2/ far more preceding noun
for example,
I read the book on the desk , wrote by Mr. M ..
in this case, comma wrote modifies desk nonsensibly, so I will seek far more antecedent "book"..

that's how I approach "comma -ed"
while I read the whole thread, which says "comma shaped" modifies airplanes.

I think I missed something about "comma - ed".


genuinely want your explanation.

thanks in advance
have a nice day
>_~
Current Student
User avatar
B
Joined: 22 Dec 2014
Posts: 32
Location: India
GMAT 1: 710 Q49 V38
GPA: 3.9
GMAT ToolKit User Reviews Badge
Re: Since the 1930 s aircraft manufacturers have tried to build [#permalink]

Show Tags

New post 07 Nov 2016, 04:22
An easy B,

So X and So Y is an idiom

wings is repeated to ensure no ambiguity as to what so smoothly and so perfectly shaped is referring to..

Also chekout the review on GMAT Practice tests
http://gmatclub.com/forum/all-gmat-cat-practice-tests-links-prices-reviews-77460-620.html#p1758429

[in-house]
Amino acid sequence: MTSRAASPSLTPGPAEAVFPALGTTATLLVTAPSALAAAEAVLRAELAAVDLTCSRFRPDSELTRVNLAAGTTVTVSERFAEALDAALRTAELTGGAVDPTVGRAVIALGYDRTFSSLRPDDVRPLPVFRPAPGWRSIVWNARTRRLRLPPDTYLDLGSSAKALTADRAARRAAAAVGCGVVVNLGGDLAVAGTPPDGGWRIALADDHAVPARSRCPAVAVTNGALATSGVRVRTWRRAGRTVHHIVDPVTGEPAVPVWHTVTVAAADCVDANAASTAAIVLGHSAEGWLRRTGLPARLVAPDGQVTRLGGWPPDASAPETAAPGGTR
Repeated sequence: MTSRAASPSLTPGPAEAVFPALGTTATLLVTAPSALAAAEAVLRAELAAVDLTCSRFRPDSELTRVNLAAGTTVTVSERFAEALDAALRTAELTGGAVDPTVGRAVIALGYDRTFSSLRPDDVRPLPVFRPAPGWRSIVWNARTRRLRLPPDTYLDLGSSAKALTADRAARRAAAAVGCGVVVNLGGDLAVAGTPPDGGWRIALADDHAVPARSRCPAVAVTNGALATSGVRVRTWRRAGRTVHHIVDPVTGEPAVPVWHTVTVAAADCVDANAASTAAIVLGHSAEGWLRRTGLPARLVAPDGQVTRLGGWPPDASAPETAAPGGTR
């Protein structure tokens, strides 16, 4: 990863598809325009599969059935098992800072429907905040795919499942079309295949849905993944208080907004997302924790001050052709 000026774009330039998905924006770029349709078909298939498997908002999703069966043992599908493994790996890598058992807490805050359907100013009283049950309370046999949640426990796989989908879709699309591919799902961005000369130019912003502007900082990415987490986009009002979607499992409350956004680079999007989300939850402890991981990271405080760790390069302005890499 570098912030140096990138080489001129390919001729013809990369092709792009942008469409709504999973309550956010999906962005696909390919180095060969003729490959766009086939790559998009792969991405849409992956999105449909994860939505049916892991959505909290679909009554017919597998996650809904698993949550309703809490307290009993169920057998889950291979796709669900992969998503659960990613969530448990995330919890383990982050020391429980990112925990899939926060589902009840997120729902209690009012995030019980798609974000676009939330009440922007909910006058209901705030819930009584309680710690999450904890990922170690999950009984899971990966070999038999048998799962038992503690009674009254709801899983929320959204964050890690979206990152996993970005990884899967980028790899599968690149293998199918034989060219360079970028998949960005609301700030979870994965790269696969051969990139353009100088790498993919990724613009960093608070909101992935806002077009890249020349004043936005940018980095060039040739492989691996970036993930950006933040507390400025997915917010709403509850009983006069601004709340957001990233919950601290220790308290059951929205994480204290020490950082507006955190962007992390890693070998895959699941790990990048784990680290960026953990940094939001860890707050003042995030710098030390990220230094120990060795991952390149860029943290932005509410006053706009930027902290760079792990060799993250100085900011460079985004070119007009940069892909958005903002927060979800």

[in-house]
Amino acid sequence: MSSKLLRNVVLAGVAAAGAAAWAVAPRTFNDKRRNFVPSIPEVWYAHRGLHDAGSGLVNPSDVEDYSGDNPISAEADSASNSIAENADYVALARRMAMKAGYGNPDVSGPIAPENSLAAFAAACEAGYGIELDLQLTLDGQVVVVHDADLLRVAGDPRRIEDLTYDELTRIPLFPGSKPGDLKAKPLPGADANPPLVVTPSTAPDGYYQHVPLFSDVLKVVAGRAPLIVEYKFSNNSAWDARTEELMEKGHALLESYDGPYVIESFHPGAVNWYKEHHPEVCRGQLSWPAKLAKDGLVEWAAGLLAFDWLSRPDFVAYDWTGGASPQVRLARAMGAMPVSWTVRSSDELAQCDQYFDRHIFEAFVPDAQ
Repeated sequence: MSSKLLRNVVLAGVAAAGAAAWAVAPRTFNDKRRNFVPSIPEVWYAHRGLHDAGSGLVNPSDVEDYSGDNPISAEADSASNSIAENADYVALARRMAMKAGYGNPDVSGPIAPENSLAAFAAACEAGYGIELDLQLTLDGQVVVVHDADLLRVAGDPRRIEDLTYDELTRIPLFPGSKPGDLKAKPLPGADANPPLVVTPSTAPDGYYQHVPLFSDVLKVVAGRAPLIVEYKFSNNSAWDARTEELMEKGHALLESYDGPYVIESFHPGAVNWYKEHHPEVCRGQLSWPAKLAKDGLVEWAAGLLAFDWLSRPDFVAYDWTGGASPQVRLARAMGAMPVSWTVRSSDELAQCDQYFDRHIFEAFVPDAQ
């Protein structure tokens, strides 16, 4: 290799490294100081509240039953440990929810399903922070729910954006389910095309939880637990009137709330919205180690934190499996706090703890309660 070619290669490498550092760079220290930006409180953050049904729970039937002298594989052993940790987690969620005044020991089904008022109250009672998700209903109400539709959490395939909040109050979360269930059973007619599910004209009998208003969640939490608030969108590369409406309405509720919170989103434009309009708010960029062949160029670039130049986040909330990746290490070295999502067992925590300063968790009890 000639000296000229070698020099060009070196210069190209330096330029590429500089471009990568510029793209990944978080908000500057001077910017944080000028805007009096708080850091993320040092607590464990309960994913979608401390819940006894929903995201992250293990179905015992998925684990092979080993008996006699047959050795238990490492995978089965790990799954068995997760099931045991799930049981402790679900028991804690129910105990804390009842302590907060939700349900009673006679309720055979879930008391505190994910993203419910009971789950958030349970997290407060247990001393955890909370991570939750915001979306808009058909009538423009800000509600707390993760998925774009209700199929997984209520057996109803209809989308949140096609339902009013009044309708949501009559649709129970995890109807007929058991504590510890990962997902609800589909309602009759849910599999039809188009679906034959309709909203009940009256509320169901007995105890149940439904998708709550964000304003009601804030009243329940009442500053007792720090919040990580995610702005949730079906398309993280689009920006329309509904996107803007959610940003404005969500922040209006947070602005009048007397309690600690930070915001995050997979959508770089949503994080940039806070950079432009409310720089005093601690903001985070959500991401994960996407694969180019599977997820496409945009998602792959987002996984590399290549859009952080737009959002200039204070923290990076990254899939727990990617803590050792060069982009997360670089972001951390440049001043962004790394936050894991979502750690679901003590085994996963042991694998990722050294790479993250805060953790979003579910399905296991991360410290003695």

Expert Post
Magoosh GMAT Instructor
User avatar
G
Joined: 28 Dec 2011
Posts: 4667
Re: Since the 1930 s aircraft manufacturers have tried to build [#permalink]

Show Tags

New post 11 Nov 2016, 15:23
zoezhuyan wrote:
dear experts,
I am confused by "comma -ed" modifier. appreciate if you can point out my fault and guide that how should we distinguish the modified preceding closest noun/far more preceding noun

so far, what I know is that "comma -ed" modifies the preceding noun or noun phrase.
I will consider prior the closest preceding noun, or I will seek far more preceding noun if no sensible.

1/ preceding closest noun,
in this case, comma shaped modifies wings sensibly, in other words, wings are shaped smoothly and perfectly ... so I won't seek more antecedent.